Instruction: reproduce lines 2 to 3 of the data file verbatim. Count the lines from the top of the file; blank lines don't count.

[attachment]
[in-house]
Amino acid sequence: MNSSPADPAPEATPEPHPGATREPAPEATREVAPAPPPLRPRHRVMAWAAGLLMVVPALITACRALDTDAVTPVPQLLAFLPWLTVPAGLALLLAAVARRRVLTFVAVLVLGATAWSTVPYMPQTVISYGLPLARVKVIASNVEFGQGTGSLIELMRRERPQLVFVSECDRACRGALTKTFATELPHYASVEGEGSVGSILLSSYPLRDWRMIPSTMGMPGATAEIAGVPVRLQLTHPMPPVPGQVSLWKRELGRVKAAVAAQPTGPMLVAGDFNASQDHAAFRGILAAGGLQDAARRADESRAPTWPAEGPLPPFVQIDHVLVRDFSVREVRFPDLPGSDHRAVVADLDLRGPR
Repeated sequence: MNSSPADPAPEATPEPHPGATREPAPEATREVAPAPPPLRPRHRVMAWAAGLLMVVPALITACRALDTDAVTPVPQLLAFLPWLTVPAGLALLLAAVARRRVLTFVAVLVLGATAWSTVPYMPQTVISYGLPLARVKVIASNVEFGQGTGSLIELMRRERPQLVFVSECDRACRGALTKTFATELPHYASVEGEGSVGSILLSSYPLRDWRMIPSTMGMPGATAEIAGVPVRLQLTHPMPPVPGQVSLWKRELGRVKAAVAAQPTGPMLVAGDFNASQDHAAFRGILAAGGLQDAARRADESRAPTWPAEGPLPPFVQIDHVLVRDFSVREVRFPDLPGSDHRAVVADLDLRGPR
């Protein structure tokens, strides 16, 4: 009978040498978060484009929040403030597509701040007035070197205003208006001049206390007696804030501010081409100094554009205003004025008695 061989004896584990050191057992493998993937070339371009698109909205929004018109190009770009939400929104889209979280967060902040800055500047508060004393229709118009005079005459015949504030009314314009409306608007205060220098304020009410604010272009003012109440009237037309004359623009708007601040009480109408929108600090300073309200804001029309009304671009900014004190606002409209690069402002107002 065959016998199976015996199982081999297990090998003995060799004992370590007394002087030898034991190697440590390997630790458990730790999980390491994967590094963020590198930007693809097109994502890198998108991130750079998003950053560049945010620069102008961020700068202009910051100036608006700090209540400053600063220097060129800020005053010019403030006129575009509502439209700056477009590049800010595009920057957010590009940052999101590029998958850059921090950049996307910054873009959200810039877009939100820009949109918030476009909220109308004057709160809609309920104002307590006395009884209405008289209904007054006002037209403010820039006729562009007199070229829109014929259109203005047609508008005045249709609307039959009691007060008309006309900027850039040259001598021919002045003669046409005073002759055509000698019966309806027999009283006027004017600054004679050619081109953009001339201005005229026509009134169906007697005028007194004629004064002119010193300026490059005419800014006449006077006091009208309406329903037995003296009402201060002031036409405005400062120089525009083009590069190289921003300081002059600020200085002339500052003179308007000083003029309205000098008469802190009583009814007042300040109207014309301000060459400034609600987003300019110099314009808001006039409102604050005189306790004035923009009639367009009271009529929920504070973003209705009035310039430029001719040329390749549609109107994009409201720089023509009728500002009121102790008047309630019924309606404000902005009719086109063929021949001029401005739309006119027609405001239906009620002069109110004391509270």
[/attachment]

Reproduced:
Amino acid sequence: MNSSPADPAPEATPEPHPGATREPAPEATREVAPAPPPLRPRHRVMAWAAGLLMVVPALITACRALDTDAVTPVPQLLAFLPWLTVPAGLALLLAAVARRRVLTFVAVLVLGATAWSTVPYMPQTVISYGLPLARVKVIASNVEFGQGTGSLIELMRRERPQLVFVSECDRACRGALTKTFATELPHYASVEGEGSVGSILLSSYPLRDWRMIPSTMGMPGATAEIAGVPVRLQLTHPMPPVPGQVSLWKRELGRVKAAVAAQPTGPMLVAGDFNASQDHAAFRGILAAGGLQDAARRADESRAPTWPAEGPLPPFVQIDHVLVRDFSVREVRFPDLPGSDHRAVVADLDLRGPR
Repeated sequence: MNSSPADPAPEATPEPHPGATREPAPEATREVAPAPPPLRPRHRVMAWAAGLLMVVPALITACRALDTDAVTPVPQLLAFLPWLTVPAGLALLLAAVARRRVLTFVAVLVLGATAWSTVPYMPQTVISYGLPLARVKVIASNVEFGQGTGSLIELMRRERPQLVFVSECDRACRGALTKTFATELPHYASVEGEGSVGSILLSSYPLRDWRMIPSTMGMPGATAEIAGVPVRLQLTHPMPPVPGQVSLWKRELGRVKAAVAAQPTGPMLVAGDFNASQDHAAFRGILAAGGLQDAARRADESRAPTWPAEGPLPPFVQIDHVLVRDFSVREVRFPDLPGSDHRAVVADLDLRGPR